Verizon Phone Records Secretly Collected by Feds: Report

White House defends widespread phone record collection.

ByABC News
June 6, 2013, 7:01 AM

June 6, 2013— -- The Obama administration has been quietly collecting millions of telephone records from U.S. Verizon customers under a top-secret court order first obtained in late April, according to British newspaper The Guardian.

A copy of the classified order, posted Wednesday on the newspaper's website, reveals that Verizon has been required to provide to the National Security Agency on an "ongoing, daily basis" information on all phone calls made through its systems.

Under the order, the government has obtained phone numbers of both parties on every Verizon call, the call's duration, location data and the time of day the calls were made. The order does not allow the government to listen in on the calls or obtain details of their contents.

The order was granted April 25 by the Foreign Intelligence Surveillance Court (FISA), which oversees secret government requests for private information that might help identify suspected terrorists or foreign nationals in the U.S. The order, which did not identify intended targets or the rational for casting such a wide net, expires July 19.

READ: Senators Dismiss Verizon Phone Record Dragnet

A former top U.S. intelligence official with decades of direct experience handling FISA surveillance matters told ABC News that the scope of the Verizon order posted online by the Guardian is breathtaking.

"This suggests NSA is collecting broadly," the former intelligence official told ABC News. "Collection does not necessarily mean review, but it still would be a large change even from post-9/11 activity."

Another official, Mark Rossini, a former senior FBI official detailed to CIA, said a program such as this would collect numbers in a massive database that is merged with all the telephone data the NSA vacuums up from around the globe. The NSA then correlates the information to see "any links or patterns of activity" related to subjects of U.S. investigation.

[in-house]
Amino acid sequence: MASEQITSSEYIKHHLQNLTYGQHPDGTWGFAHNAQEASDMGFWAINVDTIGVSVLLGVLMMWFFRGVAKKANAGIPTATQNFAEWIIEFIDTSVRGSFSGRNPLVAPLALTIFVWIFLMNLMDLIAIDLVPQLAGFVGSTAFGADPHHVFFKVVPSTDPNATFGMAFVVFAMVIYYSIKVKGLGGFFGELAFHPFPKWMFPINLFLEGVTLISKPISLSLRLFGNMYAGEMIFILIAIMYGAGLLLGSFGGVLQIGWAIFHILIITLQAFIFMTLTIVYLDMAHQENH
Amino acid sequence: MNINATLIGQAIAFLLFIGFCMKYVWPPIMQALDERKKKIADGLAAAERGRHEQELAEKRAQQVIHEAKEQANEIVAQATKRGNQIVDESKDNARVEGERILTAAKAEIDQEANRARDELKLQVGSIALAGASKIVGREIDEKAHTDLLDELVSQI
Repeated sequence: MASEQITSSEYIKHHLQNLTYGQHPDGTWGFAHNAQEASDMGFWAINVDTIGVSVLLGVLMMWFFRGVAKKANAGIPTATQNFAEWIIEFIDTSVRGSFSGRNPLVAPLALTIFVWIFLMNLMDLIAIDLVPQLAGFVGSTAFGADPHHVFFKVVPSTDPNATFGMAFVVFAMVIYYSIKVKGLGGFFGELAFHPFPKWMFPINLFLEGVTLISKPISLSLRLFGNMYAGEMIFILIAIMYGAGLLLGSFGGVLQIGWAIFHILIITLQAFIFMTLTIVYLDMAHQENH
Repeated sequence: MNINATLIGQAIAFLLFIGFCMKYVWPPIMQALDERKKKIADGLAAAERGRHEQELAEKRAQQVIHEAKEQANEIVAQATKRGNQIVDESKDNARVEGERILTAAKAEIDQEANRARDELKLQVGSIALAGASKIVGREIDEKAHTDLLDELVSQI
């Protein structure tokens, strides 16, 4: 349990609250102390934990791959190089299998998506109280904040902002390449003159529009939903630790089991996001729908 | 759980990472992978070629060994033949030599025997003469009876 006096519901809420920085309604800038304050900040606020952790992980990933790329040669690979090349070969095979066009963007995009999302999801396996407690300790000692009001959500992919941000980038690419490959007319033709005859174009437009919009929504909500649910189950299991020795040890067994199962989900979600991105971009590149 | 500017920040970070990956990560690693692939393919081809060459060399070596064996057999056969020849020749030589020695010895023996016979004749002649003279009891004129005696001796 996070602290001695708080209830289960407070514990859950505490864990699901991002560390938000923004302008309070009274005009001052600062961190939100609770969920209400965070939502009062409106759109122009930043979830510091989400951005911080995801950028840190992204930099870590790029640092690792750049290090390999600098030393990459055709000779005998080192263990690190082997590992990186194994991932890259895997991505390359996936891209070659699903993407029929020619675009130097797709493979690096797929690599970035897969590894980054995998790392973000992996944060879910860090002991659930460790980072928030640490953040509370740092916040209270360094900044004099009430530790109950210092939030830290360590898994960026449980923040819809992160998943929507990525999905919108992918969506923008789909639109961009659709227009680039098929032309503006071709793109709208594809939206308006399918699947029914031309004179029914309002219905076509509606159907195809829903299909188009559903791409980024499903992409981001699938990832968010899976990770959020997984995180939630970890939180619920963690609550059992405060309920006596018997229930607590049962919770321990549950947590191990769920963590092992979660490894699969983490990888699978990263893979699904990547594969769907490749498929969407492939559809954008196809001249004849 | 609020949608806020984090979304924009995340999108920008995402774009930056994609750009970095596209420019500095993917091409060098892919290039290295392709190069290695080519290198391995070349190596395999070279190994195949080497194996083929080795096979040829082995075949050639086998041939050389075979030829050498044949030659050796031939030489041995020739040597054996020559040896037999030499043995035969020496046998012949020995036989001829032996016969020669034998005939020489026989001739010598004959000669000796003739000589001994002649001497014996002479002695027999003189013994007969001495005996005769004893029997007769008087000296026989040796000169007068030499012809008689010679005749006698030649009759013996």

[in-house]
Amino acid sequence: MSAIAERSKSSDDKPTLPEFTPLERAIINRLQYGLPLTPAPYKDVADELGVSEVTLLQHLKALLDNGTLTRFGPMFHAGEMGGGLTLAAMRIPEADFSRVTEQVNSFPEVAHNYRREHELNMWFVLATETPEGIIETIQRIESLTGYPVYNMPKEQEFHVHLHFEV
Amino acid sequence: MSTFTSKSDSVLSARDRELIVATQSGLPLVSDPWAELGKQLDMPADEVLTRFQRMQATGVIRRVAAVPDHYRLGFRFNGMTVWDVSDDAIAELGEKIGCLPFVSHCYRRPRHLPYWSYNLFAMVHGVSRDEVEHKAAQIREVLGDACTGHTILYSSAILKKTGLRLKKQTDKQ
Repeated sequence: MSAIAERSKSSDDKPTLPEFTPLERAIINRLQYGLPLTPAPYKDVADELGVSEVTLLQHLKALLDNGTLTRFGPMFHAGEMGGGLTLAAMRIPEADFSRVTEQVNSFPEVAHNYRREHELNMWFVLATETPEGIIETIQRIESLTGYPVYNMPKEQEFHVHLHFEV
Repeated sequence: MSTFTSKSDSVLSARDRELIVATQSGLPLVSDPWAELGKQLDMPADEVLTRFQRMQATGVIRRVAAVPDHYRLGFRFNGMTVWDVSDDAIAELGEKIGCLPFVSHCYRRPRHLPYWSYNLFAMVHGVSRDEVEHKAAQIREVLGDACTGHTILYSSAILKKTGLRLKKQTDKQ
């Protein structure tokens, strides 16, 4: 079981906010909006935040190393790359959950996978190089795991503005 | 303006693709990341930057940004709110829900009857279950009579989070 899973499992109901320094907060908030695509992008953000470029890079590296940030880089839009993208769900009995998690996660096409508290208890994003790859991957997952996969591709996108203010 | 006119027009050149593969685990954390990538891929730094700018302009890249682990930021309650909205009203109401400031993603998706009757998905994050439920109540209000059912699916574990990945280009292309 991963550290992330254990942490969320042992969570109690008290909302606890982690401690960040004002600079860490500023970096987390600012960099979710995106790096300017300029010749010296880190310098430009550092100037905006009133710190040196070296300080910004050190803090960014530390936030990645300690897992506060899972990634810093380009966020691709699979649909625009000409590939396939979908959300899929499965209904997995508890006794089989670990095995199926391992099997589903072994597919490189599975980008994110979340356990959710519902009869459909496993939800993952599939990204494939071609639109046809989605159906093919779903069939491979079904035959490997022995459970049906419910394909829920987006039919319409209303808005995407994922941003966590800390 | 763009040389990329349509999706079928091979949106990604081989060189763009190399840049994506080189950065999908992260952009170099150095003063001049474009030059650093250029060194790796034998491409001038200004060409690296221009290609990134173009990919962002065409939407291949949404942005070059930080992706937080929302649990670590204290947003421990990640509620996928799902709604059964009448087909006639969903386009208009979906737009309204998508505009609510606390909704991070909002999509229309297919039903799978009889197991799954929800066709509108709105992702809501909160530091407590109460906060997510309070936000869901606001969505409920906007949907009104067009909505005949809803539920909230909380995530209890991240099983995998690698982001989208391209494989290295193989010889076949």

"This pertains to terrorism, spying, industrial espionage, cyber, etc.," said Rossini, who was once a top briefer to former CIA Director George Tenet. "This is all done to keep America safe and economically secure and ahead."

The veracity of the Guardian's document could not be independently confirmed by ABC News. Neither the NSA nor Verizon responded to requests for comment, though neither immediately denied the report.

Randy Milch, Verizon Executive Vice President and General Counsel, addressed The Guardian report in an email to employees, obtained by ABC News.

"We have no comment on the accuracy of The Guardian newspaper story or the documents referenced," he said. "Verizon continually takes steps to safeguard its customers' privacy. Nevertheless, the law authorizes the federal courts to order a company to provide information in certain circumstances, and if Verizon were to receive such an order, we would be required to comply."

A senior Obama administration official also declined to verify the authenticity of the order posted by the Guardian, but defended such data collection as a "critical tool" to protect the country.

"Information of the sort described in the Guardian article has been a critical tool in protecting the nation from terrorist threats to the United States," the administration official said. "It allows counterterrorism personnel to discover whether known or suspected terrorists have been in contact with other persons who may be engaged in terrorist activities, particularly people located inside the United States."

Rep. Mike Rogers (R-Mich.), Chairman of the House Intelligence Committee, told reporters the NSA program helped thwart a "significant domestic terrorist attack... within the last few years."

But the revelation also appears to call into question testimony from Director of National Intelligence Gen. James Clapper just three months ago, one month before the order was granted. Then, Sen. Ron Wyden (D-Ore.) asked Clapper if the NSA collected "any type of data at all on millions or hundreds of millions of Americans."

"No sir... Not wittingly," Clapper said. "There are cases where they could inadvertantly, perhaps, collect, but not wittingly."